Downstate, homeowners have been battling the hemlock woolly adelgid (HWA) for more than 20 years. We have avoided any major infestations by this pest…until now. Sure, a few have popped up once or twice on nursery stock, but these were easily controlled. Recently, however, we were called to inspect and treat a group of about 30 hemlock trees in Irondequoit that were suffering from a significant HWA infestation.
If you have hemlock trees, we recommend that you inspect them immediately. If you see white cottony masses on the branches, the HWA has found your hemlock(s). These cottony masses, which look like the ends of cotton swabs, hold, or held, HWA eggs. We don’t know the exact timing of their life cycle in our area yet. However, they hatch between February and June downstate.
The immature insects, called crawlers, have hatched, or are still hatching. They then crawl to the base of new growth needles, molt and lose their legs, and begin to feed. You can see them with a hand lens. They appear as black, flat, oval spots. In mid to late summer, they will build new cottony masses, mature and deposit their eggs.
The HWA life cycle is very complex and may involve two generations a year. The lifecycle described here involves reproduction by females only. According to Cornell Cooperative Extension of Suffolk County on Long Island, other mature adults grow wings and fly to other trees, including spruce trees, and reproduce sexually.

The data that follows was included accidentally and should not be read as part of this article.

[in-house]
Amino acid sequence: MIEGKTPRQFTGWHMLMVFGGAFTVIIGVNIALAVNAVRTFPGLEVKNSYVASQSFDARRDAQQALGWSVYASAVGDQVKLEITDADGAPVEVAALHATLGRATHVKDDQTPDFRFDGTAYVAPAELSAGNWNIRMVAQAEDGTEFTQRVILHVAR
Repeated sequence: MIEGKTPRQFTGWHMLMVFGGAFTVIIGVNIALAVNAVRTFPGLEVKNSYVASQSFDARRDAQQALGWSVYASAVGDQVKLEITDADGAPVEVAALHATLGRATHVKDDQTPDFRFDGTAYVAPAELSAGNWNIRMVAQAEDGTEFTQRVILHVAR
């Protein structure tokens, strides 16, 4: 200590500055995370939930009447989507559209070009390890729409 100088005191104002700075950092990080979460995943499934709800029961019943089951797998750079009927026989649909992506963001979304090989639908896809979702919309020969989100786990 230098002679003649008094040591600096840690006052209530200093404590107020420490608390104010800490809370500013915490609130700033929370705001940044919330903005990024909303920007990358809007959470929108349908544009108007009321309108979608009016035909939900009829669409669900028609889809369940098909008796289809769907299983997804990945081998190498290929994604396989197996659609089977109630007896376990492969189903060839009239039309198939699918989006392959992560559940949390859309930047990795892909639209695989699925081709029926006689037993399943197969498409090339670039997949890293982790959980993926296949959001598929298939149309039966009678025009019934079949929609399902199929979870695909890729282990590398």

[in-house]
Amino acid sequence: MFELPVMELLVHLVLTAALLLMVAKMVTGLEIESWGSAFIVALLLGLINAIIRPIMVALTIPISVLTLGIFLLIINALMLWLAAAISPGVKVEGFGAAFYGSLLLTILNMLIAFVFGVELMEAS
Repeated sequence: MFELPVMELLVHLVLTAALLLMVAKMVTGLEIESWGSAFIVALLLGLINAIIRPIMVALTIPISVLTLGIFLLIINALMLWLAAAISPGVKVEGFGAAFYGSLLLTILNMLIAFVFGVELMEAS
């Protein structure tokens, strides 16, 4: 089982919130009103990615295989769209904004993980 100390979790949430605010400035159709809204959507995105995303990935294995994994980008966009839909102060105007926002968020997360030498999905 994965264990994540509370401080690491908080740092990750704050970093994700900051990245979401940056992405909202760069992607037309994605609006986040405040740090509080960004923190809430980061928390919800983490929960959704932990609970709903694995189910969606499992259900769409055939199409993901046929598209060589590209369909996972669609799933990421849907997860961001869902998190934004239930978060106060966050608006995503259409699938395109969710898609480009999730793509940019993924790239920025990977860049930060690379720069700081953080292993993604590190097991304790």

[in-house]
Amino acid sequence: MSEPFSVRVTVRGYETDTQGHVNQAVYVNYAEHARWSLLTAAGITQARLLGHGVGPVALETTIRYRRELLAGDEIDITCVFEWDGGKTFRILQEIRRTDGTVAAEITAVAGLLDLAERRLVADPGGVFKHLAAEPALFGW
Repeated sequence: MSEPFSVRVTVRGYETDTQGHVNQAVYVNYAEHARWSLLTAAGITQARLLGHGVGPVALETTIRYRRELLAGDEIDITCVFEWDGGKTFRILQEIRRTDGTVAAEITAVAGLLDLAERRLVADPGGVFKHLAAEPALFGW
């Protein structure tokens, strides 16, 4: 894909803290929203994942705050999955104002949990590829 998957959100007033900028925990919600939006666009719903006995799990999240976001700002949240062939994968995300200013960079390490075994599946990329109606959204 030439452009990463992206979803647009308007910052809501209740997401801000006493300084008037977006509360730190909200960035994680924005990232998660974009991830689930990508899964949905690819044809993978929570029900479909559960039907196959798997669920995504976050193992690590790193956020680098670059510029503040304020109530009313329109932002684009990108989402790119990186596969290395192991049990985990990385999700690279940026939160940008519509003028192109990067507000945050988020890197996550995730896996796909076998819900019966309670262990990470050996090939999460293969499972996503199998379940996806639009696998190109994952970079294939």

Needles change from dark green to grayish green to yellow as feeding damages them. This is followed by premature needle drop and loss of vitality. Within two years, limbs begin to die back, beginning at the bottom of the tree. It takes four to eight years, depending on tree size, environmental stresses and the tree location, for a tree to die.
HWA is a pest that has been plaguing hemlock owners downstate for decades. They have been able to control it but not eradicate it. At certain times of the year, dormant oil and horticultural soap are effective controls. Chemical pesticides, applied by licensed, commercial pesticide applicators either as sprays or systemic soil drenches, are also effective.
If you have hemlock trees, don’t let the hemlock wooly adelgid get a foothold, call us now for a professional inspection and, if necessary, treatment.